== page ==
I intend to keep it as is with Worth Clear high Gs if I can find them but I would like to have an original White Label label in good shape if available. Would be good to have if I ever do want to sell.

    Too bad there arnt ukulele wrecking yards
    Marquesian (Tahiatian) Ukulele by Ah-Sha Venance, Ua Huka
    Kala Soprano
    OHana CK-28 Concert
    Driftwood Cedar/Eucalyptus Concert by Steve Doreen, Esquimalt BC (now Lone Tree Guitars)
    Islander Soprano
    Kanile’a K1-T SF Tenor
    Makala Waterman
    Beaver Creek Tiger Tenor
    Kamaka HF-1 Standard

  6. #6
    Join Date
    Oct 2011
    Location
    Blaine, Washington
    Posts
    2,158

    Default

    I agree with Bill. It's one of the badges of life the uke went thru. Ask Steve's opinion. It's going to sound nice.

  7. #7
    Join Date
    Jun 2018
    Location
    Sparta, Wisconsin, USA
    Posts
    386

    Default

    There is enough of the existing label to give the uke appropriate gravitas.

    Since you will have to let a buyer know it was repaired anyway, I doubt it will reduce resell value appreciably except for a collector.

  8. #8
    Join Date
    Jan 2014
    Location
    Raleigh, NC
    Posts
    1,735

    Default

    You're going to enjoy it. Just checking ...
    Martin C1K • Famous by Kiwaya FS-1 <yippee!!> • Ohana CK-50WG concert (solid cedar top) • Ohana SK-35G solid mahogany soprano <yay!!> • Firefly maple concert banjolele <yee-haw!> • Flea koa soprano • Lanikai LU22CFM laminate flame maple concert • Islander MAT-4 spalted maple tenor • Makala MK-CE concert • Woodrow "Steelers" soprano <eyeroll>

    Raleigh Uke Jam:

    My YouTube page

  9. #9
    Join Date
    Aug 2016
    Location
    Walla Walla, WA
    Posts
    807

    Default

    I would keep the label as is. It's a testament to its life and previous owner and would make me more inclined to buy it, not less. I love old ukes and violins that show their history. If you are keeping it yourself, if you really can't stand looking at it that way and won't play it because of that, check into replacing.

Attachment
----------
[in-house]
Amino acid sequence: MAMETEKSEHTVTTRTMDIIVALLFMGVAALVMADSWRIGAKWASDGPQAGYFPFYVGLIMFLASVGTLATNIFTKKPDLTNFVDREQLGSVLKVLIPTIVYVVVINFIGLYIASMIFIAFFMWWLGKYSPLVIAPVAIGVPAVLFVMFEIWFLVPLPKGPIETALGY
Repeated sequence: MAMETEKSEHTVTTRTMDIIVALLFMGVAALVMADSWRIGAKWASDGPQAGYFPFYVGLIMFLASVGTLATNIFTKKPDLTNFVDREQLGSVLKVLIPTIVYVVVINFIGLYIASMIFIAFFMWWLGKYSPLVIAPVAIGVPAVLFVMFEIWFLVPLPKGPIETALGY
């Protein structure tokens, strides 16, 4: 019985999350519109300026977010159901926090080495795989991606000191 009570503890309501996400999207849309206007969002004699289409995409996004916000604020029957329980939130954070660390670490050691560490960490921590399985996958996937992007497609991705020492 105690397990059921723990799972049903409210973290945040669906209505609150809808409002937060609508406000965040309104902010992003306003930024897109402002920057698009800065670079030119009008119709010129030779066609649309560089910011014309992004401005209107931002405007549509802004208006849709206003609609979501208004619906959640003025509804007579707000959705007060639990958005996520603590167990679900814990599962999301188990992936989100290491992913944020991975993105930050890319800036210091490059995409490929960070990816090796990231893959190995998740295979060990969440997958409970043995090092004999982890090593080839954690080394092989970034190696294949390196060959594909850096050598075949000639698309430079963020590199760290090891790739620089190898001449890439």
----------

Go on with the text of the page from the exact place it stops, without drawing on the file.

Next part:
Tiny Tenor spruce/mahogany
    Kiwaya KTC-2 mahogany concert
    Flight Travel soprano

  10. #10
    Join Date
    Jan 2018
    Location
    Victoria BC
    Posts
    7

    Default

    [QUOTE=Ziret;2104935]I would keep the label as is. It's a testament to its life and previous owner and would make me more inclined to buy it, not less. I love old ukes and violins that show their history. If you are keeping it yourself, if you really can't stand looking at it that way and won't play it because of that, check into replacing.[/

    Great point. I agree. The label is testament to the instruments provenance and on relection will remain “as is”.

    Im even tempted to have the luthier restring with what I presume are the original black nylons before I try Worths or Martin 600s on it to hear the original sound and tone.

    For playability I prefer tenors and this is not a uke I would have purchased for myself but now that I will shortly have what is considered a benchmark standard of the genre, I'm as excited as a kid on Christmas eve.
    Marquesian (Tahiatian) Ukulele by Ah-Sha Venance, Ua Huka
    Kala Soprano
    OHana CK-28 Concert
    Driftwood Cedar/Eucalyptus Concert by Steve Doreen, Esquimalt BC (now Lone Tree Guitars)
    Islander Soprano
    Kanile’a K1-T SF Tenor
    Makala Waterman
    Beaver Creek Tiger Tenor
    Kamaka HF-1 Standard